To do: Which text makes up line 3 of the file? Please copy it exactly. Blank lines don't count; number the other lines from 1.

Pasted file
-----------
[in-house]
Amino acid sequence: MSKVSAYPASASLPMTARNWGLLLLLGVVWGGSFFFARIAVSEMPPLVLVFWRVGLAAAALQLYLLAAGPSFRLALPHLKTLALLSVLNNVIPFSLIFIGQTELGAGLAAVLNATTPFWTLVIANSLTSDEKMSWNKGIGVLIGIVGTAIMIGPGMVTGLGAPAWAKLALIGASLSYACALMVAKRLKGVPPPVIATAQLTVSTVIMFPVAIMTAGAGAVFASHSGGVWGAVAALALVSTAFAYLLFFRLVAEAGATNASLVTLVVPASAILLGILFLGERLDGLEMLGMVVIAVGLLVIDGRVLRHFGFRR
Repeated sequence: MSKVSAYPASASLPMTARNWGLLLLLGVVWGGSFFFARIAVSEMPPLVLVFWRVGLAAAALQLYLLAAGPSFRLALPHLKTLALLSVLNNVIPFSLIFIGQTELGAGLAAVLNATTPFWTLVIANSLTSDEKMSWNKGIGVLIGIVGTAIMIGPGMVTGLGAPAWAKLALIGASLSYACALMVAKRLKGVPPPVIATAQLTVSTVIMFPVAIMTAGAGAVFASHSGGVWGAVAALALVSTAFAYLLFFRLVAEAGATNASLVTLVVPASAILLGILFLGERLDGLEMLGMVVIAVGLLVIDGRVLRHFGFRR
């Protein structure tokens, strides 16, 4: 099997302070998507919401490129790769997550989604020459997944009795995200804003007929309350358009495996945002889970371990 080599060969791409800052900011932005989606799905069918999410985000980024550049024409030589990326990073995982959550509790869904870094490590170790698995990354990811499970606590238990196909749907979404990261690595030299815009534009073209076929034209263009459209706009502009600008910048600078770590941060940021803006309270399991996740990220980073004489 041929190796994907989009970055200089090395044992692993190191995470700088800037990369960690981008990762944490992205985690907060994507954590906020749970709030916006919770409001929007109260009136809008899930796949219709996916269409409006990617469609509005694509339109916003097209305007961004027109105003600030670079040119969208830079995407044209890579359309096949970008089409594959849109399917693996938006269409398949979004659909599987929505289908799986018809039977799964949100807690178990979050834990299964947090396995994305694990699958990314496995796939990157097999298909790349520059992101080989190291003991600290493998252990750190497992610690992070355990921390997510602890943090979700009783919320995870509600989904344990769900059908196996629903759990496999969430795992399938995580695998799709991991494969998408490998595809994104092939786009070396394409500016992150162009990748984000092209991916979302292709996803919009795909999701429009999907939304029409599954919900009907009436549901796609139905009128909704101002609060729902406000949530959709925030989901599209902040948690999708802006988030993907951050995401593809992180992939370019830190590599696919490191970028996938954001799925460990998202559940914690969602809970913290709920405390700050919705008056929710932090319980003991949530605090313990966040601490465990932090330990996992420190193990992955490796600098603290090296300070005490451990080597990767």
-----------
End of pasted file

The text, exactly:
Repeated sequence: MSKVSAYPASASLPMTARNWGLLLLLGVVWGGSFFFARIAVSEMPPLVLVFWRVGLAAAALQLYLLAAGPSFRLALPHLKTLALLSVLNNVIPFSLIFIGQTELGAGLAAVLNATTPFWTLVIANSLTSDEKMSWNKGIGVLIGIVGTAIMIGPGMVTGLGAPAWAKLALIGASLSYACALMVAKRLKGVPPPVIATAQLTVSTVIMFPVAIMTAGAGAVFASHSGGVWGAVAALALVSTAFAYLLFFRLVAEAGATNASLVTLVVPASAILLGILFLGERLDGLEMLGMVVIAVGLLVIDGRVLRHFGFRR